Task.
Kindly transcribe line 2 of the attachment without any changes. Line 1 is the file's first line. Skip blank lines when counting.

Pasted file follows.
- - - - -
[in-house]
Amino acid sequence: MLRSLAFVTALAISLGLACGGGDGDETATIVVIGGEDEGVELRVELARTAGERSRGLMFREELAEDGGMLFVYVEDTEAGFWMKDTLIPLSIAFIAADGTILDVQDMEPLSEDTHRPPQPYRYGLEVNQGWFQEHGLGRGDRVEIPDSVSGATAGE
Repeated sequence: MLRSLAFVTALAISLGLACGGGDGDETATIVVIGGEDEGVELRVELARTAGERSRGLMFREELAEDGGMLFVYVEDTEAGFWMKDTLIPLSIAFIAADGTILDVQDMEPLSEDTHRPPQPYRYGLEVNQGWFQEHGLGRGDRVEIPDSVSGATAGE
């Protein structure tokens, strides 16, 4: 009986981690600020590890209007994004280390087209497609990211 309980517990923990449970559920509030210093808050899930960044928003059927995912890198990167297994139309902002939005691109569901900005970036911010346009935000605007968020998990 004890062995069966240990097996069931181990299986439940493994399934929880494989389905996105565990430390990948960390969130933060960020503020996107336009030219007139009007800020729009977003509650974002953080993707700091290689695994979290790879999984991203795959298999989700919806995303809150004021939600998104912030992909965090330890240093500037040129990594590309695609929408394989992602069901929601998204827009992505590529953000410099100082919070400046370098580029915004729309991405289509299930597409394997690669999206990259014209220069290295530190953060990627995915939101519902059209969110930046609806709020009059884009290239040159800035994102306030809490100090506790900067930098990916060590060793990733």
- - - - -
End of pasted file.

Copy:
Amino acid sequence: MLRSLAFVTALAISLGLACGGGDGDETATIVVIGGEDEGVELRVELARTAGERSRGLMFREELAEDGGMLFVYVEDTEAGFWMKDTLIPLSIAFIAADGTILDVQDMEPLSEDTHRPPQPYRYGLEVNQGWFQEHGLGRGDRVEIPDSVSGATAGE